As "Marxist-Leninist movements gained political power, the phrase came to be associated with accusations of "dogmatic application of doctrine, in debates between American "Communists and American "Socialists. This usage referred to the Communist "party line which, in the eyes of the Socialists, provided "correct" positions on all political matters. According to American educator "Herbert Kohl, writing about debates in New York in the late 1940s and early 1950s,
The term "politically correct" was used disparagingly, to refer to someone whose loyalty to the CP line overrode compassion, and led to bad politics. It was used by Socialists against Communists, and was meant to separate out Socialists who believed in egalitarian moral ideas from dogmatic Communists who would advocate and defend party positions regardless of their moral substance.— "Uncommon Differences", The Lion and the Unicorn Journal
In the 1970s, the American "New Left began using the term "politically correct". In the essay The Black Woman: An Anthology (1970), "Toni Cade Bambara said that "a man cannot be politically correct and a "[male] chauvinist, too." Thereafter, the term was often used as self-critical "satire. Debra L. Shultz said that "throughout the 1970s and 1980s, the New Left, "feminists, and "progressives... used their term 'politically correct' ironically, as a guard against their own orthodoxy in social change efforts." PC is used in the comic book Merton of the Movement, by "Bobby London, which was followed by the term ideologically sound, in the comic strips of "Bart Dickon. In her essay "Toward a feminist Revolution" (1992) "Ellen Willis said: "In the early eighties, when feminists used the term 'political correctness', it was used to refer sarcastically to the "anti-pornography movement's efforts to define a 'feminist sexuality'."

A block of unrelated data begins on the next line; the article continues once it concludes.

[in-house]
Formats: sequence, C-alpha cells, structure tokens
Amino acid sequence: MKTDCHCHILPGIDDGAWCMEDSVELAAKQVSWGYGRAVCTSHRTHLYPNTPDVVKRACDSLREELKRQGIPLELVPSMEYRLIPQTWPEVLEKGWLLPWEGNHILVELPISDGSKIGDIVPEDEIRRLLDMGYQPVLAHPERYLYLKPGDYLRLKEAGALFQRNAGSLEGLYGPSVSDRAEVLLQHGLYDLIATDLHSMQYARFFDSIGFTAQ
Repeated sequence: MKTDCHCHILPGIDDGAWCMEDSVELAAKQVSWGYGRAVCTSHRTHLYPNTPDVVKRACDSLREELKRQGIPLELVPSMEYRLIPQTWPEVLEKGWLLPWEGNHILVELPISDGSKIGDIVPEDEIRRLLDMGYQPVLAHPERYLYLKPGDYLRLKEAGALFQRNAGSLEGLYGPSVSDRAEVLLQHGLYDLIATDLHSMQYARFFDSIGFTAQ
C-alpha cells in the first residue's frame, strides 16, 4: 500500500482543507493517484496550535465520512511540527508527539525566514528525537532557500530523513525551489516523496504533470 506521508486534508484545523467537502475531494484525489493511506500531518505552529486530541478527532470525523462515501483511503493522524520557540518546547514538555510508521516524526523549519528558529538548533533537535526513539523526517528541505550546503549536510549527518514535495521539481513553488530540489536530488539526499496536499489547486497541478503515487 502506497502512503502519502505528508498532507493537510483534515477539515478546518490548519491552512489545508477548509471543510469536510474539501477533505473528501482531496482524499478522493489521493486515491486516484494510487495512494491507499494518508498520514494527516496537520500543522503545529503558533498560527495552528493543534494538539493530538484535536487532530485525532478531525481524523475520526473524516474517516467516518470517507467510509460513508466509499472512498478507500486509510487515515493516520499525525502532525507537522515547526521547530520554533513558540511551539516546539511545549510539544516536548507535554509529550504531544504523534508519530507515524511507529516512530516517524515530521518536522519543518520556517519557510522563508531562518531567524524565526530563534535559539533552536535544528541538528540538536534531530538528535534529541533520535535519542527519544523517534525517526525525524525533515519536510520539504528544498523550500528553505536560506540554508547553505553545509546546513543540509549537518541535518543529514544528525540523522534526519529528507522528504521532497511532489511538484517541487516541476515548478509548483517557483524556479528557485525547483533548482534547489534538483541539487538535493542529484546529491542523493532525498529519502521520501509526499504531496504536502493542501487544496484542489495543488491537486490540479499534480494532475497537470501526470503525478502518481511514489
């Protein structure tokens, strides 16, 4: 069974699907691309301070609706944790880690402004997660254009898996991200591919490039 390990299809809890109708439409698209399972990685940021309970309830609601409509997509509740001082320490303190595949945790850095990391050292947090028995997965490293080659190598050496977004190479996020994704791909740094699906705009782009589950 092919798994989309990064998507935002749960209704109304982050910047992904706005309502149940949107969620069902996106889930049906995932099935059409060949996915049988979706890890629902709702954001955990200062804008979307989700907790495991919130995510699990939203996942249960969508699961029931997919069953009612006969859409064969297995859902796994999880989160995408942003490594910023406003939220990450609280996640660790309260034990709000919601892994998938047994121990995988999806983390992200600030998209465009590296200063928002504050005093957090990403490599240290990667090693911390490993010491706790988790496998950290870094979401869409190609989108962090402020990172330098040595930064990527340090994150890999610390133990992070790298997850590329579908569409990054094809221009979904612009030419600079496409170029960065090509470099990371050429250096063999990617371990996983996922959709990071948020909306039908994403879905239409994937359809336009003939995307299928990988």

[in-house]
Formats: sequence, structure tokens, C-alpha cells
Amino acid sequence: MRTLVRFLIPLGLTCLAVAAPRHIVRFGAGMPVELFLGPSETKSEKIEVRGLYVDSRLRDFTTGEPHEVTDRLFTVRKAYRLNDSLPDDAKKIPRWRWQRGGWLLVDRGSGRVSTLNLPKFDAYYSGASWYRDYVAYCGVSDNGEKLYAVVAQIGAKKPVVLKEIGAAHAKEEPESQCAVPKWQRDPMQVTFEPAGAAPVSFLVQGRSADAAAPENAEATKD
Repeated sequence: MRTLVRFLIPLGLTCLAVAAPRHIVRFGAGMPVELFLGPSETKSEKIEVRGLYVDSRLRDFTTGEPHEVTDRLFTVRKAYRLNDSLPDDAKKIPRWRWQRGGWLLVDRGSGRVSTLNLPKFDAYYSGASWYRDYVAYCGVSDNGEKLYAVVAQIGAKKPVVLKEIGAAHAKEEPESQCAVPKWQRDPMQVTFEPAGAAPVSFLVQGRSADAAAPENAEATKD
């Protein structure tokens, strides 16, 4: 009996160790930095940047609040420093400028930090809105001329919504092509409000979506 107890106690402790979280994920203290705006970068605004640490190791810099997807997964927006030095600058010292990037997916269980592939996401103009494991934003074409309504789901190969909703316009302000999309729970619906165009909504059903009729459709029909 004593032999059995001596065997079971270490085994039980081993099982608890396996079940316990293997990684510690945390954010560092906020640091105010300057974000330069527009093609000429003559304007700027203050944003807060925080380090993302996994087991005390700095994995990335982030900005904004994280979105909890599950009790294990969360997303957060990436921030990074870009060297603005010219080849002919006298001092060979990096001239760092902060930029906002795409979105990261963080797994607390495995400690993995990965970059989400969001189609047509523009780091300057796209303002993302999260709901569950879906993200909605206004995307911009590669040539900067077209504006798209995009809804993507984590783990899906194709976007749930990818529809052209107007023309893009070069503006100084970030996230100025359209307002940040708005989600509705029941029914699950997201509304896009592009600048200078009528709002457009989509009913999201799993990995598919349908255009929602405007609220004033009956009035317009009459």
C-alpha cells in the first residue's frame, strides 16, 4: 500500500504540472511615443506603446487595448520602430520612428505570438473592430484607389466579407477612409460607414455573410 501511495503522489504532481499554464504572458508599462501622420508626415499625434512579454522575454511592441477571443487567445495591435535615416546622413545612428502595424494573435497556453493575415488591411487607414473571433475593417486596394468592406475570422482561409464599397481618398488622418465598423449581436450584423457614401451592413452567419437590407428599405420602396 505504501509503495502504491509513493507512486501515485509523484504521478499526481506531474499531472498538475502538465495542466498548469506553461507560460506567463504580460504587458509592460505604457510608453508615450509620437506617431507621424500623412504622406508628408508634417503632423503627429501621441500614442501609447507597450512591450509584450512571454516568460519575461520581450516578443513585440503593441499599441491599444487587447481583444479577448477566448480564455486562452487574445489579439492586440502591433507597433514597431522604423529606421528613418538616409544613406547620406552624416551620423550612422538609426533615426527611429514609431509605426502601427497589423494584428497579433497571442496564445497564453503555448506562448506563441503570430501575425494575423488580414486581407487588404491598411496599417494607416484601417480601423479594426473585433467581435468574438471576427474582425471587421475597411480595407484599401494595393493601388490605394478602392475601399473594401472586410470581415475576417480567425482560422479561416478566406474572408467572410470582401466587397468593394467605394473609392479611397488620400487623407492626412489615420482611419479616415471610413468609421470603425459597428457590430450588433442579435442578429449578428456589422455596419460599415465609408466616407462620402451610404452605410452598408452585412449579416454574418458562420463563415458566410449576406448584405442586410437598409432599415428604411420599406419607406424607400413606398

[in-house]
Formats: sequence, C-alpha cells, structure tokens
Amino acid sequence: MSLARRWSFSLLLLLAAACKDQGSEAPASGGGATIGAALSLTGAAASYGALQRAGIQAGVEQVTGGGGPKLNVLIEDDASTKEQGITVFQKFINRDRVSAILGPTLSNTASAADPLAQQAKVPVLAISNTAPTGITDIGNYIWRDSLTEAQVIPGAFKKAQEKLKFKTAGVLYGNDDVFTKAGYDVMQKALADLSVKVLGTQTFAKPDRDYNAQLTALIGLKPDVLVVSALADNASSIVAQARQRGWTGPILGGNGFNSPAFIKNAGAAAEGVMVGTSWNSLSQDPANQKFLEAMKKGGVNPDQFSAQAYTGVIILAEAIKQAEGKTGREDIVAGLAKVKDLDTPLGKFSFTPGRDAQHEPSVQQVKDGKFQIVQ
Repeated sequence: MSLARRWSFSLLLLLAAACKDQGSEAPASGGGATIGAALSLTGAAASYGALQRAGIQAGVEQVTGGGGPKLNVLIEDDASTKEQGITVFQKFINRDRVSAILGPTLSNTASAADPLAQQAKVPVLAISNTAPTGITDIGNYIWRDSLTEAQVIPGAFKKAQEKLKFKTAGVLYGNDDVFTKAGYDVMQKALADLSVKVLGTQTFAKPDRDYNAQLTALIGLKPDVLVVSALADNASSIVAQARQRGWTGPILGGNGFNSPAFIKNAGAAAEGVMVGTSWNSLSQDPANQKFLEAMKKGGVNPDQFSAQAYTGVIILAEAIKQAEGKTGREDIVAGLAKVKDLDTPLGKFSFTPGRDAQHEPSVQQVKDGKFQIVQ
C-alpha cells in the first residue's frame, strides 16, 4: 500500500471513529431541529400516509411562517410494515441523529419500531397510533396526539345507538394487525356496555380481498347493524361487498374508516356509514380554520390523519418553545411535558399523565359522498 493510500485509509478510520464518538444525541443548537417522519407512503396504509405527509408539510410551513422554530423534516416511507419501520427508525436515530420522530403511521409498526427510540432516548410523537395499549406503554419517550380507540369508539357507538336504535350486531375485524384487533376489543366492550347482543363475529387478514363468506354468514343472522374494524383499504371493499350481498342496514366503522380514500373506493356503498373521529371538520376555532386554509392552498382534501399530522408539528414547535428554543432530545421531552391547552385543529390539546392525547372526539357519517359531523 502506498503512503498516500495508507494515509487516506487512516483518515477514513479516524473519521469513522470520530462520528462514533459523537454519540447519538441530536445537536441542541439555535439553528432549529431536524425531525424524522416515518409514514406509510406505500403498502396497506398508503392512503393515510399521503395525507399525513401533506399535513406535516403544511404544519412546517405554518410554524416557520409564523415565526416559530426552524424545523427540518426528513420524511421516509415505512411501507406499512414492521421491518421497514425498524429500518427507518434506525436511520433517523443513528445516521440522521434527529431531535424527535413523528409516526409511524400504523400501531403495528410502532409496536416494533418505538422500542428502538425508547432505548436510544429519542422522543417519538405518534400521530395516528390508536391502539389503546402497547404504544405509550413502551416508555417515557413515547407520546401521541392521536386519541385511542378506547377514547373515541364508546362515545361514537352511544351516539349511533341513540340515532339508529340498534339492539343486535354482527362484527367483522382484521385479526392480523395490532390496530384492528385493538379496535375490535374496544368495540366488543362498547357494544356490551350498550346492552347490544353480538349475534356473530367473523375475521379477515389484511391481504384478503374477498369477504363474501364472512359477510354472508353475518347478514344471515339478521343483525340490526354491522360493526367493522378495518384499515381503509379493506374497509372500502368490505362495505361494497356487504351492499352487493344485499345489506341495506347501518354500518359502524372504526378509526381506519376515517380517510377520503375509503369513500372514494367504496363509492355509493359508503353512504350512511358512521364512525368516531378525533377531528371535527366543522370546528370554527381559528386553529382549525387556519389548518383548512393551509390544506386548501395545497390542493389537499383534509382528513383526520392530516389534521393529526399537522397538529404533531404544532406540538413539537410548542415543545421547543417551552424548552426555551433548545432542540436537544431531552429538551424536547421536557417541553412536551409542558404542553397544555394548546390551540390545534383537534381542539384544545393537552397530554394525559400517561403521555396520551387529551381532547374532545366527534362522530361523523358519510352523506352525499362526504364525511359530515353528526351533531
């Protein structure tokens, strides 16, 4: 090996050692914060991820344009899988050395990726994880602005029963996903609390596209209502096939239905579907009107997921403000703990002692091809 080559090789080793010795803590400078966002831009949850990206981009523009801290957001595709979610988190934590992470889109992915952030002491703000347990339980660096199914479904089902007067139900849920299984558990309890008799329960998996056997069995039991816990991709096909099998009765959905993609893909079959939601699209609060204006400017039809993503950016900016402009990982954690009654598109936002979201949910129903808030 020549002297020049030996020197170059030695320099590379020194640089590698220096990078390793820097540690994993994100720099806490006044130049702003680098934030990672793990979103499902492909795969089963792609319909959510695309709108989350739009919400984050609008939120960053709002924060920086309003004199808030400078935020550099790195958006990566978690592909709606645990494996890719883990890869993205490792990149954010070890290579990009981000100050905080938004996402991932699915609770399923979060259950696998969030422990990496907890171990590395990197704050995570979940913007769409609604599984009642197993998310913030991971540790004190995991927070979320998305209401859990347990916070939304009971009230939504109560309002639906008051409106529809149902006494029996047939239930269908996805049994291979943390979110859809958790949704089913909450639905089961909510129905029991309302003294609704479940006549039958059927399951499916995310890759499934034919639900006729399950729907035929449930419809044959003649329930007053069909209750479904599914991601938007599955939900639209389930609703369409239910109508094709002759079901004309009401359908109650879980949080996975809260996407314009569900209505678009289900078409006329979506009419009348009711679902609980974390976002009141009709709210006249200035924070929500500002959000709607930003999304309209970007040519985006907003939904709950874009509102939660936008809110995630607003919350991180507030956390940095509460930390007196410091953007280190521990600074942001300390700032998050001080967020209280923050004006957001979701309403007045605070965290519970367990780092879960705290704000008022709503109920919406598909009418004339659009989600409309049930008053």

"Stuart Hall suggests one way in which the original use of the term may have developed into the modern one:
According to one version, political correctness actually began as an in-joke on the left: radical students on American campuses acting out an ironic replay of the Bad Old Days BS (Before the Sixties) when every revolutionary groupuscule had a party line about everything. They would address some glaring examples of sexist or racist behaviour by their fellow students in imitation of the tone of voice of the Red Guards or Cultural Revolution Commissar: "Not very 'politically correct', Comrade!"
Critics have pointed to "Allan Bloom's 1987 book "The Closing of the American Mind as the likely beginning of the modern debate – about what was soon named "political correctness" – in American higher education. Professor of English literary and cultural studies at "CMU Jeffrey J. Williams wrote that the "assault on...political correctness that simmered through the Reagan years, gained bestsellerdom with Bloom's Closing of the American Mind."  According to Z.F. Gamson, Bloom's book "attacked the faculty for 'political correctness'." Prof. of Social Work at "CSU Tony Platt says the "campaign against 'political correctness'" was launched by Bloom's book in 1987.